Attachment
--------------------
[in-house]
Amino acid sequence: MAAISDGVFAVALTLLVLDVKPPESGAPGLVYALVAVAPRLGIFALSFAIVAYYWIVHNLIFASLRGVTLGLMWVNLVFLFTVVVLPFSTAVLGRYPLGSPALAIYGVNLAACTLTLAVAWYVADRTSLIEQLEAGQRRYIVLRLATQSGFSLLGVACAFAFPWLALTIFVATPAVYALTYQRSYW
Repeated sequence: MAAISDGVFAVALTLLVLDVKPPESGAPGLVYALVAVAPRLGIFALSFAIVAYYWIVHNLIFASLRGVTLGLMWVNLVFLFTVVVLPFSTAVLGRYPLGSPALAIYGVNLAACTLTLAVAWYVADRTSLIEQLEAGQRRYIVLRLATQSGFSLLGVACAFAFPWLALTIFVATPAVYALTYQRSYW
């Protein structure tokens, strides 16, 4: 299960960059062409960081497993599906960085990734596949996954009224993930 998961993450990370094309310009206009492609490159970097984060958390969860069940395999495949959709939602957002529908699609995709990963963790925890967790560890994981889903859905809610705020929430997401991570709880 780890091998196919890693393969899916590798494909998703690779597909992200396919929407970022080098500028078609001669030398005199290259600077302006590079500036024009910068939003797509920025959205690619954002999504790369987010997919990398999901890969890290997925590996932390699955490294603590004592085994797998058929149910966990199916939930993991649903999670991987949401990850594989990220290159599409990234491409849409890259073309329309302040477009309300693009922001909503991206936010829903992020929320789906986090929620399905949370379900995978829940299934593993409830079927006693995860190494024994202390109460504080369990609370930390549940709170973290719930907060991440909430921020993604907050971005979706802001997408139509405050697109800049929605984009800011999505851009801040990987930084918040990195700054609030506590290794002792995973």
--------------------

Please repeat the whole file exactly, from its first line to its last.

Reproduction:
[in-house]
Amino acid sequence: MAAISDGVFAVALTLLVLDVKPPESGAPGLVYALVAVAPRLGIFALSFAIVAYYWIVHNLIFASLRGVTLGLMWVNLVFLFTVVVLPFSTAVLGRYPLGSPALAIYGVNLAACTLTLAVAWYVADRTSLIEQLEAGQRRYIVLRLATQSGFSLLGVACAFAFPWLALTIFVATPAVYALTYQRSYW
Repeated sequence: MAAISDGVFAVALTLLVLDVKPPESGAPGLVYALVAVAPRLGIFALSFAIVAYYWIVHNLIFASLRGVTLGLMWVNLVFLFTVVVLPFSTAVLGRYPLGSPALAIYGVNLAACTLTLAVAWYVADRTSLIEQLEAGQRRYIVLRLATQSGFSLLGVACAFAFPWLALTIFVATPAVYALTYQRSYW
């Protein structure tokens, strides 16, 4: 299960960059062409960081497993599906960085990734596949996954009224993930 998961993450990370094309310009206009492609490159970097984060958390969860069940395999495949959709939602957002529908699609995709990963963790925890967790560890994981889903859905809610705020929430997401991570709880 780890091998196919890693393969899916590798494909998703690779597909992200396919929407970022080098500028078609001669030398005199290259600077302006590079500036024009910068939003797509920025959205690619954002999504790369987010997919990398999901890969890290997925590996932390699955490294603590004592085994797998058929149910966990199916939930993991649903999670991987949401990850594989990220290159599409990234491409849409890259073309329309302040477009309300693009922001909503991206936010829903992020929320789906986090929620399905949370379900995978829940299934593993409830079927006693995860190494024994202390109460504080369990609370930390549940709170973290719930907060991440909430921020993604907050971005979706802001997408139509405050697109800049929605984009800011999505851009801040990987930084918040990195700054609030506590290794002792995973």